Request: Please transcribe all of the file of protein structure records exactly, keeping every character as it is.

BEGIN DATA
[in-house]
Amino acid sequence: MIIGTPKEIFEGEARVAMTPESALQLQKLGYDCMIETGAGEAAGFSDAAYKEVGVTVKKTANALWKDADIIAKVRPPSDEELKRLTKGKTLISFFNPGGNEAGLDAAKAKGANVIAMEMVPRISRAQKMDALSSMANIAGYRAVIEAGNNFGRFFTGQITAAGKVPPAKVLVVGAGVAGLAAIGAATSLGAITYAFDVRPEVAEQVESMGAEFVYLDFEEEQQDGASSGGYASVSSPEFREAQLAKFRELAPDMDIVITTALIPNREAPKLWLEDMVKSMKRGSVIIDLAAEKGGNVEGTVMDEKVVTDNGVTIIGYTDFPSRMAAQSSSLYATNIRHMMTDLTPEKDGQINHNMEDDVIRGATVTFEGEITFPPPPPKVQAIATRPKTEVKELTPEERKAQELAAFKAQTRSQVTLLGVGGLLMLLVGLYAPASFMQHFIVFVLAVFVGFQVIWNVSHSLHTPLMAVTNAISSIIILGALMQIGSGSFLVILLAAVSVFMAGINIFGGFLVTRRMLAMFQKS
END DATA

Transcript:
[in-house]
Amino acid sequence: MIIGTPKEIFEGEARVAMTPESALQLQKLGYDCMIETGAGEAAGFSDAAYKEVGVTVKKTANALWKDADIIAKVRPPSDEELKRLTKGKTLISFFNPGGNEAGLDAAKAKGANVIAMEMVPRISRAQKMDALSSMANIAGYRAVIEAGNNFGRFFTGQITAAGKVPPAKVLVVGAGVAGLAAIGAATSLGAITYAFDVRPEVAEQVESMGAEFVYLDFEEEQQDGASSGGYASVSSPEFREAQLAKFRELAPDMDIVITTALIPNREAPKLWLEDMVKSMKRGSVIIDLAAEKGGNVEGTVMDEKVVTDNGVTIIGYTDFPSRMAAQSSSLYATNIRHMMTDLTPEKDGQINHNMEDDVIRGATVTFEGEITFPPPPPKVQAIATRPKTEVKELTPEERKAQELAAFKAQTRSQVTLLGVGGLLMLLVGLYAPASFMQHFIVFVLAVFVGFQVIWNVSHSLHTPLMAVTNAISSIIILGALMQIGSGSFLVILLAAVSVFMAGINIFGGFLVTRRMLAMFQKS